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A joint campaign by the council, the Cancer Society, Otago Polytechnic and the Southern District Health Board will get smoke-free signs installed from early next month at about 20 of the city's 113 playgrounds.
Council parks manager Lisa Wheeler said Smokefree Otago had been lobbying for many years to make playgrounds smoke-free, but the council had struggled with the proposal because of enforcement issues.
She said a compromise was agreed after the group met council chief executive Paul Orders about six months ago.
They agreed the effort would be purely educational and the council would contribute $5000 from its parks budget. The Southern DHB and the Cancer Society would contribute $2500 each for printing and installing the A3 signs, which would be designed and made by the polytechnic.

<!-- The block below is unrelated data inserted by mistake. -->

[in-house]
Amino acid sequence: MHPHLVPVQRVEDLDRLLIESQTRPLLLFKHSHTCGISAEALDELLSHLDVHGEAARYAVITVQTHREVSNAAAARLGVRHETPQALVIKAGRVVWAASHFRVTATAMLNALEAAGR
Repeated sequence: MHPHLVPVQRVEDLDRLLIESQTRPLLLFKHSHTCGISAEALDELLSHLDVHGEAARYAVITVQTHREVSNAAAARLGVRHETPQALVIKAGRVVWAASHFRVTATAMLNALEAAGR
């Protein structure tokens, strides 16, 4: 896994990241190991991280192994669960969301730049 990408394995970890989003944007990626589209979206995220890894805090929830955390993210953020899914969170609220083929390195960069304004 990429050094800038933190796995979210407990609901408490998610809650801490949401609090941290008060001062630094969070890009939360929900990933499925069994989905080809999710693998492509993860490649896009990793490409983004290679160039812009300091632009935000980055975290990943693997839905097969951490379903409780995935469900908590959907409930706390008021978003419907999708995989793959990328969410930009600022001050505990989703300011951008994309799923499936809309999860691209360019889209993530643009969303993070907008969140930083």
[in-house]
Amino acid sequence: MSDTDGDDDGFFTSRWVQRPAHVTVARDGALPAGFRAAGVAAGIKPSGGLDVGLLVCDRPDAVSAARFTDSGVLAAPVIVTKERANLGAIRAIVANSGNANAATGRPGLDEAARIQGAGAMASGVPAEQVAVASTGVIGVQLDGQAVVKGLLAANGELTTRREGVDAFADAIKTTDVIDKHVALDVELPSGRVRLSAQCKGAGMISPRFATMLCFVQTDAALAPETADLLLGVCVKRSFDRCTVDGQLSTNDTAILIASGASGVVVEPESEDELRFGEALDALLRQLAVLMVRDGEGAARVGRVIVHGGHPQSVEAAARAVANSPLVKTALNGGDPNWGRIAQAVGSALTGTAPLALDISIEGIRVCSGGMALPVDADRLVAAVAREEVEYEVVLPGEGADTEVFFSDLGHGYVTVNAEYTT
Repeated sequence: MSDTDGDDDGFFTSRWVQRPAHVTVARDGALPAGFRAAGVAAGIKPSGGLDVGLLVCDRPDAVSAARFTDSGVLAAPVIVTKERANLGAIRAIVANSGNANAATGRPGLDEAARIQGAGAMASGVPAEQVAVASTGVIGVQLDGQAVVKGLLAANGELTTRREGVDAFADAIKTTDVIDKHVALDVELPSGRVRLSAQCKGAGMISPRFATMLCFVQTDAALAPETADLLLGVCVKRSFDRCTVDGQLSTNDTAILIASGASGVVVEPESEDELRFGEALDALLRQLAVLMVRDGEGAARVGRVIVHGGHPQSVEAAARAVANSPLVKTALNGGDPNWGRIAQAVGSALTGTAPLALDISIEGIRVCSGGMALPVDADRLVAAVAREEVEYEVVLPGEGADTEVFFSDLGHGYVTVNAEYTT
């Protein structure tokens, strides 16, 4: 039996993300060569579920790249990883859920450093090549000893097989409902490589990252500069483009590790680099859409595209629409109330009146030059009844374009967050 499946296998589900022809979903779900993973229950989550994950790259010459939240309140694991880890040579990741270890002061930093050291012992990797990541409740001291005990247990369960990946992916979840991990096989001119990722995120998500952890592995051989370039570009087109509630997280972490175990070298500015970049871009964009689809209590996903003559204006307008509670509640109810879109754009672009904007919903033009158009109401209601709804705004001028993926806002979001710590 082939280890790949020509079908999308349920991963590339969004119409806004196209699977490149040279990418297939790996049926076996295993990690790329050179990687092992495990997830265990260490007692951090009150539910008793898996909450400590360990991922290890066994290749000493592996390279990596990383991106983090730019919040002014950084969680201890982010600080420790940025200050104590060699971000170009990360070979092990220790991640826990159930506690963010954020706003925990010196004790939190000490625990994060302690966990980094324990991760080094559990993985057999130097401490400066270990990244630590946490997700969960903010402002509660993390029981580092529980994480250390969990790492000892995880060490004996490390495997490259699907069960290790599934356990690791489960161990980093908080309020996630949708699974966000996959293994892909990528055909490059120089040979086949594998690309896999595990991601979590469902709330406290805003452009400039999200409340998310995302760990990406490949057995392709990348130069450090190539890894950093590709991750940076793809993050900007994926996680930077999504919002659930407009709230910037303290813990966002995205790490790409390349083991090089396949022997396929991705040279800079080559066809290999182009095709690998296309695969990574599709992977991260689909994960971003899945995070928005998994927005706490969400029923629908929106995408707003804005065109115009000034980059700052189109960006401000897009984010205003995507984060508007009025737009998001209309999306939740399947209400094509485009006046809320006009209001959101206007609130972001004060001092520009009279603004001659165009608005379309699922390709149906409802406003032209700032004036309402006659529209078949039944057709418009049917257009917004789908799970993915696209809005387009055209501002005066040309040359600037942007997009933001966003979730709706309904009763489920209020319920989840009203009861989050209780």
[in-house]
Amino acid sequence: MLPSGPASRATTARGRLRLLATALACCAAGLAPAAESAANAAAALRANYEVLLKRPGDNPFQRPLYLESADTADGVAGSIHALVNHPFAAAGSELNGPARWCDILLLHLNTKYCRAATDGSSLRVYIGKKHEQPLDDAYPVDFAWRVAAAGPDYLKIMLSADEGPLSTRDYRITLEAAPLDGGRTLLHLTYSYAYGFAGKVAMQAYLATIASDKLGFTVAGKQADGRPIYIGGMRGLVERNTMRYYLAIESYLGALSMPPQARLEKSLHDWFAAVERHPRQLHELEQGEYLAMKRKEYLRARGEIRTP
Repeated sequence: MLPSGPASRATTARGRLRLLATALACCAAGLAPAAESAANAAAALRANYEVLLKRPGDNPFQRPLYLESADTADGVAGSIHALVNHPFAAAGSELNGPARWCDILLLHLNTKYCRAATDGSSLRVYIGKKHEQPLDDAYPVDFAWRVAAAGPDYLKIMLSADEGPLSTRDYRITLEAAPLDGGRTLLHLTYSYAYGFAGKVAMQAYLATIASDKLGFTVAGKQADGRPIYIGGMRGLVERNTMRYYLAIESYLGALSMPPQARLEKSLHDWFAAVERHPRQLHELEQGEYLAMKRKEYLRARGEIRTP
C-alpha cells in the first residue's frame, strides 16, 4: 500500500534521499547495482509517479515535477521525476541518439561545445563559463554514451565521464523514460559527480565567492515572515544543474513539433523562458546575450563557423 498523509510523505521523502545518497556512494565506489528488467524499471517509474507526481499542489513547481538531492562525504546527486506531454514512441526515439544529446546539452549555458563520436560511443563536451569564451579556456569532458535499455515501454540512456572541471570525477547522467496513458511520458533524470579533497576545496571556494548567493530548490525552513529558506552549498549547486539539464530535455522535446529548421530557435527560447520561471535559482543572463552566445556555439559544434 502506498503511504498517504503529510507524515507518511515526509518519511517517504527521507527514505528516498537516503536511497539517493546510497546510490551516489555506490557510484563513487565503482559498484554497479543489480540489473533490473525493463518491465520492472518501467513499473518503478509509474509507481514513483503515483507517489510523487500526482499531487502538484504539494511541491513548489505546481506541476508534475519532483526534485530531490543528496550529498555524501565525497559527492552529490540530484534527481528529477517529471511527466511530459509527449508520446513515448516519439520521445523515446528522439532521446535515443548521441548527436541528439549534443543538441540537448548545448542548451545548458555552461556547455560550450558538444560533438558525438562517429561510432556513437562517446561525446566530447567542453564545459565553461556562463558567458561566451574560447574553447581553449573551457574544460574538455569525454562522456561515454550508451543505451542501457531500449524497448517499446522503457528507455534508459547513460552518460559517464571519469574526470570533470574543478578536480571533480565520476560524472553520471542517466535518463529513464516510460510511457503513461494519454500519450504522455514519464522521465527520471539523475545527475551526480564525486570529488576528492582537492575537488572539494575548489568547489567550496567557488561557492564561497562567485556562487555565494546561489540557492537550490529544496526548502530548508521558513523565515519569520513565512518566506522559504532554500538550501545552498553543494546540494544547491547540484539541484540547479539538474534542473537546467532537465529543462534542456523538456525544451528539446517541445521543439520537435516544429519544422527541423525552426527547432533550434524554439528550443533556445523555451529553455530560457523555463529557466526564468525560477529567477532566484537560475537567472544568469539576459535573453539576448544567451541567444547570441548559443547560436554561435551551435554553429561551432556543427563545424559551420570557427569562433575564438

Three design options were presented to the community, the Early Childhood Liaison Group and the Well Child Group for feedback, and more than 300 responses were received.
The signs will be installed at larger playgrounds and smaller signs, provided free from the Health Promotion Agency, will be placed at small neighbourhood playgrounds.
Cancer Society Otago and Southland Division health promotion manager Penelope Scott said children were influenced by what they saw adults doing. The signs, while not policy, were a start.
She hoped the signs would outline an expectation and support people in pointing out to smokers that the area was smoke-free.
Playgrounds in most major cities were smoke-free and the groups would continue to push the council to make smoke-free playgrounds a policy, she said.